In that case, why do I suspect they’ll find some twisted reasoning to justify an organized effort to block the immigration of “Oriental or Islamic” people?

Looking at ‘Why Misogynists Make Great Informants’

By Thea Lim, cross-posted from Bitch Magazine

A lot of folks have been talking about Courtney Desiree Morris’ article in make/shift, “Why Misogynists Make Great Informants: How Gender Violence on the Left Enables State Violence in Radical Movements.” I read the whole thing over at the INCITE! blog. Starting from a discussion of Brandon Darby, an FBI informant who infiltrated groups protesting the Republican National Convention in 2009, Morris suggests that left wing movements are easy to infiltrate because they are uncritical of themselves. The uncriticalness that allows informants to infiltrate as long as they can appear devoted to the cause, is what also allows gender violence to go unchecked. Morris’ article provides definite food for thought, in terms of what we will put up with “in service of the movement” that we would never put up with elsewhere.

Morris says:

Maybe it isn’t that informants are difficult to spot but rather that we have collectively ignored the signs that give them away. To save our movements, we need to come to terms with the connections between gender violence, male privilege, and the strategies that informants (and people who just act like them) use to destabilize radical movements. Time and again heterosexual men in radical movements have been allowed to assert their privilege and subordinate others. Despite all that we say to the contrary, the fact is that radical social movements and organizations in the United States have refused to seriously address gender violence [1] as a threat to the survival of our struggles. We’ve treated misogyny, homophobia, and heterosexism as lesser evils—secondary issues—that will eventually take care of themselves or fade into the background once the “real” issues—racism, the police, class inequality, U.S. wars of aggression—are resolved. There are serious consequences for choosing ignorance. Misogyny and homophobia are central to the reproduction of violence in radical activist communities. Scratch a misogynist and you’ll find a homophobe. Scratch a little deeper and you might find the makings of a future informant (or someone who just destabilizes movements like informants do).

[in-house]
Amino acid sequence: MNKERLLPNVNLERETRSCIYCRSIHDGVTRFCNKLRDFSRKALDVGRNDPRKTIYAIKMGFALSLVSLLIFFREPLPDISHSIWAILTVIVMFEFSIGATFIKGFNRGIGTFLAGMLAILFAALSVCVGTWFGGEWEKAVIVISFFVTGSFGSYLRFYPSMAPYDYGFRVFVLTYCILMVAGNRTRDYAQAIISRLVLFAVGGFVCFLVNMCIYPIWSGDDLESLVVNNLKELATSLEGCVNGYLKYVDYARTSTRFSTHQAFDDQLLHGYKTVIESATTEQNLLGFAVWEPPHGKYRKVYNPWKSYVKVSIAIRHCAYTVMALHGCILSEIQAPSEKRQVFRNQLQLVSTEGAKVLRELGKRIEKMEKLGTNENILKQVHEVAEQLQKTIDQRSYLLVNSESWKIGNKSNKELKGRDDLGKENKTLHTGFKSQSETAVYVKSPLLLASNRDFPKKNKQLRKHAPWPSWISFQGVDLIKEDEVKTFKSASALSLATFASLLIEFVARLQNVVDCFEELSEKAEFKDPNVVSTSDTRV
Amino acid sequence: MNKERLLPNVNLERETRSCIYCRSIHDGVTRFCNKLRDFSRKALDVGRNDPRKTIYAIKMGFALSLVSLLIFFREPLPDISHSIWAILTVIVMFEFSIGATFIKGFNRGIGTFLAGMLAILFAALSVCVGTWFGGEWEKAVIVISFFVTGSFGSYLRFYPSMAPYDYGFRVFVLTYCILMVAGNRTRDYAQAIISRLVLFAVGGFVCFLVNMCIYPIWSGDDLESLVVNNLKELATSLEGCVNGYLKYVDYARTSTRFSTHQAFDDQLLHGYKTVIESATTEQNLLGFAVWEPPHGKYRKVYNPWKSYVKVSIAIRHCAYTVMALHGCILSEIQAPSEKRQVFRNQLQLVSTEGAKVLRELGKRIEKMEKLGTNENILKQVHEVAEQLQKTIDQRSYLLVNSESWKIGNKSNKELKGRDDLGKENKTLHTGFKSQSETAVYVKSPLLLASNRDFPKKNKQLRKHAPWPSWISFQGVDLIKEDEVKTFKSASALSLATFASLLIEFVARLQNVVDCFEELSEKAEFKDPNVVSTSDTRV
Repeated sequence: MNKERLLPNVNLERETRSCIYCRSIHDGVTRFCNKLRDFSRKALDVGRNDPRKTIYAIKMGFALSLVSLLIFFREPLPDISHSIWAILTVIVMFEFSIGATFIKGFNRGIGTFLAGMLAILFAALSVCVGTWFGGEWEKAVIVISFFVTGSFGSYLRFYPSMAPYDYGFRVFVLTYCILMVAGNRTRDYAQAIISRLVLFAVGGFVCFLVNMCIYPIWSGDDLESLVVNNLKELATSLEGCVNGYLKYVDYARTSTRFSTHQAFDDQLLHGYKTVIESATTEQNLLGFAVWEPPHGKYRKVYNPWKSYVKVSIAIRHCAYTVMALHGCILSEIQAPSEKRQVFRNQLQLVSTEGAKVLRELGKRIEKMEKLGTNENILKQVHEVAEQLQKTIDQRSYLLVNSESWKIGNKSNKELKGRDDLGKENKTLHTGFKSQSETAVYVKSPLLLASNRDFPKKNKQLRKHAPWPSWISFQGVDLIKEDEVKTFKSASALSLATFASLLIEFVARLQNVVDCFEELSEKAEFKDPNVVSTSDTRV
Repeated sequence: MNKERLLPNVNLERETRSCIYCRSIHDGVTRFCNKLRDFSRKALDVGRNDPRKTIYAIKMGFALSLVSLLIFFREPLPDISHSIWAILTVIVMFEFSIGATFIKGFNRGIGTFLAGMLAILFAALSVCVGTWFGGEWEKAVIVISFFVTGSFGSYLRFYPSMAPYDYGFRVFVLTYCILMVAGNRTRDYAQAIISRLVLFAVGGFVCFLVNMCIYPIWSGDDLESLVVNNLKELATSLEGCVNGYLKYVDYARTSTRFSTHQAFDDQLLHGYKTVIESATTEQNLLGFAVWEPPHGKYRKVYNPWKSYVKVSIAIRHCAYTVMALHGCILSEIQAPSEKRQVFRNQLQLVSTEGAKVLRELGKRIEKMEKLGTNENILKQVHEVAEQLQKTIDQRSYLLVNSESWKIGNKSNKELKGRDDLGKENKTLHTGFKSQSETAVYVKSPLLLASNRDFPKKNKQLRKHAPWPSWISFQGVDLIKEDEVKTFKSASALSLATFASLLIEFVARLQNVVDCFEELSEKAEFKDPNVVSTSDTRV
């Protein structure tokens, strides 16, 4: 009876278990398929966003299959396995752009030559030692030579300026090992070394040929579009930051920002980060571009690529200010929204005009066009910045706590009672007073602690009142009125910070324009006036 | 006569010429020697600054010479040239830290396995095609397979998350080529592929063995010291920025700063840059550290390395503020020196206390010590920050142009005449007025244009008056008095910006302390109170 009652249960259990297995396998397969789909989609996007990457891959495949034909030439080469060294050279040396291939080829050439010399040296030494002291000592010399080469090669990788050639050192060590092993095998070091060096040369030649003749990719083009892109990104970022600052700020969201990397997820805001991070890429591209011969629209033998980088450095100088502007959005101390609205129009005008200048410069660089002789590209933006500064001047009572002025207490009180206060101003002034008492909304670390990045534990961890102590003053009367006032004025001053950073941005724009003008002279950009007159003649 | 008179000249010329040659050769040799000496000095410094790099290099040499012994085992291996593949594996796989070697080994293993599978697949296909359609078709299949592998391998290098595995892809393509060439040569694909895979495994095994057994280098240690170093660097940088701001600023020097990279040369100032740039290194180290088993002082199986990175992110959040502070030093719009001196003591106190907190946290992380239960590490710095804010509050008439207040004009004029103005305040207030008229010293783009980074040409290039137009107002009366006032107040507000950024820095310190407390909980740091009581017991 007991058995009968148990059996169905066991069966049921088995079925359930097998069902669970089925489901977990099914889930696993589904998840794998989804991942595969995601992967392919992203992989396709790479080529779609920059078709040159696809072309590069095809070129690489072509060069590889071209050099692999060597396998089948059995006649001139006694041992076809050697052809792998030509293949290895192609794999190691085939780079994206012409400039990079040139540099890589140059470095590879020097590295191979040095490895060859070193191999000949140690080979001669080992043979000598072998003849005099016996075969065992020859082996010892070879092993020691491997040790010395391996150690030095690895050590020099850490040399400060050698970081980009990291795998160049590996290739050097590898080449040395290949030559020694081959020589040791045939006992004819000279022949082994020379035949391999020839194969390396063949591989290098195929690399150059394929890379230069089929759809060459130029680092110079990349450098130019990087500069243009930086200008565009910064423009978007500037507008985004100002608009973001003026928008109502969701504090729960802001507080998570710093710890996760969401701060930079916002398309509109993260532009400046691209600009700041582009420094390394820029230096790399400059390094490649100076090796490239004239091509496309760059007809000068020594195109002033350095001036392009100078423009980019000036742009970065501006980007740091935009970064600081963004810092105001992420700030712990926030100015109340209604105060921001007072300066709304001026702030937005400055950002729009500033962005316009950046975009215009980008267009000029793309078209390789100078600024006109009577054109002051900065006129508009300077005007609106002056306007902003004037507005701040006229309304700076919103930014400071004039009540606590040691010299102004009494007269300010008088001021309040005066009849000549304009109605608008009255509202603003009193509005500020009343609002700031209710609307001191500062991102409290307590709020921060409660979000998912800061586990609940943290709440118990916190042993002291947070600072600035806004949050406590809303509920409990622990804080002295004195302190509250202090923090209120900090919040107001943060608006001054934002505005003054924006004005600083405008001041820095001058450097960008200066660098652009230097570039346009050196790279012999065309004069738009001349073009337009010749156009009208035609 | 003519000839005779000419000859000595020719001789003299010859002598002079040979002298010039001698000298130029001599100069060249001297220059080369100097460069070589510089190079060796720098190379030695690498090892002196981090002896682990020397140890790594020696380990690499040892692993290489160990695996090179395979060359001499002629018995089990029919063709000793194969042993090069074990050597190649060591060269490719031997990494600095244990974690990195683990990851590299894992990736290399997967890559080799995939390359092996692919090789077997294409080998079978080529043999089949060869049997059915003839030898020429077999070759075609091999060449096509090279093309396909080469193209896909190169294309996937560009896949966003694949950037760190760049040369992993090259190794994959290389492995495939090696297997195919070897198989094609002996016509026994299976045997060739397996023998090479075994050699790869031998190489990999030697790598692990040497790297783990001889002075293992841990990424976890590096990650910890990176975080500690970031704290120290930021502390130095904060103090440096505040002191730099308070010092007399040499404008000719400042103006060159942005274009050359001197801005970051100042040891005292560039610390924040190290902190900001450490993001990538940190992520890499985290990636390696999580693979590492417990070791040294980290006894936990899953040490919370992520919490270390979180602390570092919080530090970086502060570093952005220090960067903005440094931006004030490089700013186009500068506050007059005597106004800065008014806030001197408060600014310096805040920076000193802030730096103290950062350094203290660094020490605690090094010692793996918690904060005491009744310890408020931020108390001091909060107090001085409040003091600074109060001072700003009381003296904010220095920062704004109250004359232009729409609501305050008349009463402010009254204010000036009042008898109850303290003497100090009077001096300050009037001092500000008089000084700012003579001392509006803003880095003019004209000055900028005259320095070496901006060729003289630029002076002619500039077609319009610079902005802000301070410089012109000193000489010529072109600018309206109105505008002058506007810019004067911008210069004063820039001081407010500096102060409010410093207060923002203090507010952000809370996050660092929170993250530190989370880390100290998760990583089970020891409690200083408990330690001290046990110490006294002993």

Continue reading

links for 2010-07-26

  • After 600 Aboriginal women and girls go missing or are found murdered in Canada, the federal government decides to throw-a-bone and give $10 million dollars. In March, the Canadian Minister of Justice budgeted $10 million over two years to address the issue of murdered and missing women in Canada, however, they have yet to figure out how to use the money.Many justice organizations such as Amnesty International and Native Women's Association of Canada (NWAC) have made recommendations. Both organizations suggest that the $10 million is not enough to support the decades of injustice for Aboriginal women and girls.
  • "To find a detainee, the searcher must type in the person's country of origin and either their full name or alien registration number — a unique nine-digit number given to anyone who applies for immigration benefits or in deportation proceedings. With that information, the computer will show the detainee's location, along with contact and visiting information of the center and the local immigration enforcement office.